Dou’s old woman, like Rembrandt’s probable prophetess, is not reading a delicate love letter. She is reading from a large and heavy-looking Bible. Straining to read the words, she holds the book close, just as we (in another of those arresting tautologies brought on by the matchless illusionism of Dutch painting) move in closer ourselves, trying not to let our noses bump against the paint.

Dou’s precision is amazing. He lets us see not only that she is focused on the bottom half of the left-hand page but also that she is reading a particular passage from the Gospel of St Luke. The passage concerns the duty to share material goods with the poor. Her expensive fur hat, rendered with bravura fidelity, is held in place by a cloth band. Its taut folds call to mind the headwear in the Rembrandt self-portrait and the neighbouring Bust of a Man in Oriental Dress.

Dou’s prices during his lifetime outstripped almost all of his peers’, and you can see why. He was born in Leiden and never really left. Leiden was also Rembrandt’s hometown. Dou entered Rembrandt’s busy studio at the age of 14, so his connection with the master – above all, his love of chiaroscuro, his brilliant textures, and his line in expressive head studies (known as “tronies”) – shouldn’t surprise us.

But Dou was also at the forefront of important developments in genre painting, in particular a new focus on amorous high life and on attractive women in genteel interiors. These subjects are so closely identified with our mental image of Dutch painting, and especially Vermeer, that we tend to assume they were always part of the repertoire. In fact, they only began to be painted around 1650, under the influence of Dou and, above all, of Gerard ter Borch. They were spurred into existence by an affluent collecting class wanting sophisticated, graceful images and by an atmosphere of intense competition among the painters themselves. They are the focus of the Washington, DC, show – the one boasting 10 Vermeers, no fewer than 13 ter Borchs, and six Dous.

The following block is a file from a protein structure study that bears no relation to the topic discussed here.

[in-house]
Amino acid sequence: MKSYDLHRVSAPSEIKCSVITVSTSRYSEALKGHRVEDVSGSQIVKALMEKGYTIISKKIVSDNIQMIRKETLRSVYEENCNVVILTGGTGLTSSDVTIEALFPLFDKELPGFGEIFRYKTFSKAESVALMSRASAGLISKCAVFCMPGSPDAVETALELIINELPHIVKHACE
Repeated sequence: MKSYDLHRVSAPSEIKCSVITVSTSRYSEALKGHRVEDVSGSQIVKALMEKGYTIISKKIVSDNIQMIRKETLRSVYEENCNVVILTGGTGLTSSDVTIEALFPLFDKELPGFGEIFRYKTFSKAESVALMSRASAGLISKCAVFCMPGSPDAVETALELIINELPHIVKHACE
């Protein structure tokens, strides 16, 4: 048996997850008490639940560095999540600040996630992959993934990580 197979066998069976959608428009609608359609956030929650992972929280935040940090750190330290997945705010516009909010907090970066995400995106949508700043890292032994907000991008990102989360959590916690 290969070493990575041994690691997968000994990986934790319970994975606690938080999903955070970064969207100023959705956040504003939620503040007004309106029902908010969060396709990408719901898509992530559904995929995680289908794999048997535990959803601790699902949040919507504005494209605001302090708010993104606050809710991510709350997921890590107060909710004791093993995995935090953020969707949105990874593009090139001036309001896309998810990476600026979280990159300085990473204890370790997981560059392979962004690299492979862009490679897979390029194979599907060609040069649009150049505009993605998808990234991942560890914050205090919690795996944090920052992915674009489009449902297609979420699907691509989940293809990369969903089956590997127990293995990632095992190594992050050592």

Along with ter Borch (whose work is sadly missing from the Sydney show), Dou had a powerful influence on the younger Vermeer, as well as on fellow alumni of Rembrandt’s studio, among them Nicolaes Maes.

Happily, Maes is represented here by two gorgeous paintings. In one, known as The Daydreamer, a young woman with her chin in her hand looks out of an arched window, lost in thought. Her rosy cheeks rhyme tangily with the peaches and apricots that garland the window and with the open shutter, which is also painted an orangey-red.

Maes’ palette is closer to Rembrandt’s, who also favoured the autumnal end of the spectrum. But Maes’ decision to use strong colour not just locally but all over, as a compositional device and creator of mood, is heavily reminiscent of Vermeer’s blue Woman Reading a Letter.

Meanwhile, Maes’ smaller Young Woman at a Cradle shows an intimate scene swaddled in Rembrandtian darkness. Here again, however, it is closer to Vermeer in the delicacy of its mood and in its tender focus on a lovely young woman. Maes was fascinated by optics, and engrossed in the challenge of getting paint to achieve shifting degrees of textured clarity and ethereal, almost photographic blur, often in the same painting. An Old Woman Praying (in the Worcester Art Museum, Massachusetts), for instance, seems to go out of its way to bridge the chasm between the visions of Rembrandt and Vermeer.

Vermeer’s marvellous A Maid Asleep (in New York’s Metropolitan Museum of Art) was influenced directly by Maes’ Interior with a Sleeping Maid and Her Mistress, just as his Lacemaker, from the Louvre, was almost certainly a response to paintings of the same subject by Dou and Maes.

So you see how it goes. Whenever you dig into 17th-century Dutch painting, connections like these spray out like pinwheeling fireworks. They were the product of competition and rivalry, but also open admiration. Dutch painters were always paying homage to one another’s innovations, quoting one another’s compositions, then extending an allusion or technique in one or another direction to consolidate a distinct personal style. There were other important, if more prosaic factors, too. The handy proximity of all the main centres of art making in the Netherlands, for instance, did a lot to facilitate artistic exchange.